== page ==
The book launch at the Southbank also had a section on another fascinating book. It was a collaboration between John Christie and John Berger that had started curiously, when Berger had written to Christie, “just send a colour”. It had been in response to Christie’s question about what their next project might be about. Christie sent across a painted square of cadmium red. The series of letters, notes, drawings and ideas that floated across the English Channel became a scintillating conversation that ended up becoming far more than a discussion on colour. It ranged from cave painting to industrial design. To how artists as varied as Matisse and Klein had used colour. The book “I Send You This Cadmium Red” might have started with that red patch, but embraced the entire spectrum of intellectual pursuit that these two imaginative minds wrestled with. Their conversation was like musicians performing an Indian classical raga, beginning with the alaap, but playing, teasing, each trying to outmaneuver the other and ending with a mutually respectful bow. Much like the sitar player and the tabalchi would duel, weaving in and out, enjoying both the pursuit, but also the other’s dexterity and ability to hang on.
Berger told his stories for a specific audience. While he also wrote novels, he felt there was no intensity in a story that was as intense as the reality that it emanated from. It was life he was writing about, and it was because he believed life was readable to the storyteller, that he chose to become one. He believed experience was shareable and that the storyteller was in a unique position where she was both at the centre and the horizon. While his writing was lucid, powerful and convincing, he was somewhat skeptical of the written form, feeling that most modern novels were in some ways disguised autobiographies.
His choice of living in a village, surrounded by a community he’d come to know, was important, because he needed to know that the stories he told mattered to them. It was them he was writing for, though he did feel that the written story was transportable in a way the oral story wasn’t. While he was writing for a specific audience, he also recognised that through writing, it would reach a bigger audience. Television worked for him, because he felt he got closer to the listener. It had the intimacy of the oral form, but the reach and transportability of text. He saw it as his immediate community, multiplied many times over. When he did write, he wanted his stories to be read, as if they were spoken.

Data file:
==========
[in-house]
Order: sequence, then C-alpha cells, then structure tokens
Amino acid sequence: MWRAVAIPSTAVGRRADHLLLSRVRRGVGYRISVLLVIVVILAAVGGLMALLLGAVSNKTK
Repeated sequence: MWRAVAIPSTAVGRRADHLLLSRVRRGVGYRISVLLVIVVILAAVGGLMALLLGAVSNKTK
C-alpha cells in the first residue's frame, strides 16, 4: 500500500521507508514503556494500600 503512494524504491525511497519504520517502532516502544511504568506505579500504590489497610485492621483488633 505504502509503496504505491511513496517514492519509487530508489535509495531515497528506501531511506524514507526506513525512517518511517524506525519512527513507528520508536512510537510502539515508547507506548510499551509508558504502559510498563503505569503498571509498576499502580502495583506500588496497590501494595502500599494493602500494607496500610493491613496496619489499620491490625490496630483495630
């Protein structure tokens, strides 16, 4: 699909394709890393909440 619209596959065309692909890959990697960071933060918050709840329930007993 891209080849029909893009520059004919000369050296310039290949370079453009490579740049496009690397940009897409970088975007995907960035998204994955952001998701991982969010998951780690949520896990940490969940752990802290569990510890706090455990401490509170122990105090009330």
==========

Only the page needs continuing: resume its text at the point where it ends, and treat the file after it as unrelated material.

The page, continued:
While Berger had never worn his left label on his garb, he had a lifelong commitment to left ideals. Despite dissociating himself from Russia, once it had decided to go nuclear, his politics was evident when he donated half of his earnings from the Booker Prize he won for his novel “G”, to the London Black Panther movement. While he saw both art and culture through a political lens, it was his skill as a listener and an observer that gave him his marvelous insight. Never was he going to let art be sacrosanct. Instead, he made it an avenue to understand the cultures that art existed within. Where others saw art as some isolated sublime entity, devoid of politics, Berger found evidence of race, class, gender, sexuality and power and how some artists lived within those power relationships, while others, like him, were busy dismantling them.
Migration had been the theme for “The Seventh Man” and a topic very close to his heart. My new book “The Best Years of My Life” on the same theme, was to make its way to him in France. But the man who taught us that ‘seeing came before words’, and that ‘the relationship between what we see and what we know is never settled’ will be seeing the book from a world we have not yet entered. There too, I am sure, he will find other ways of seeing.
First published in New Age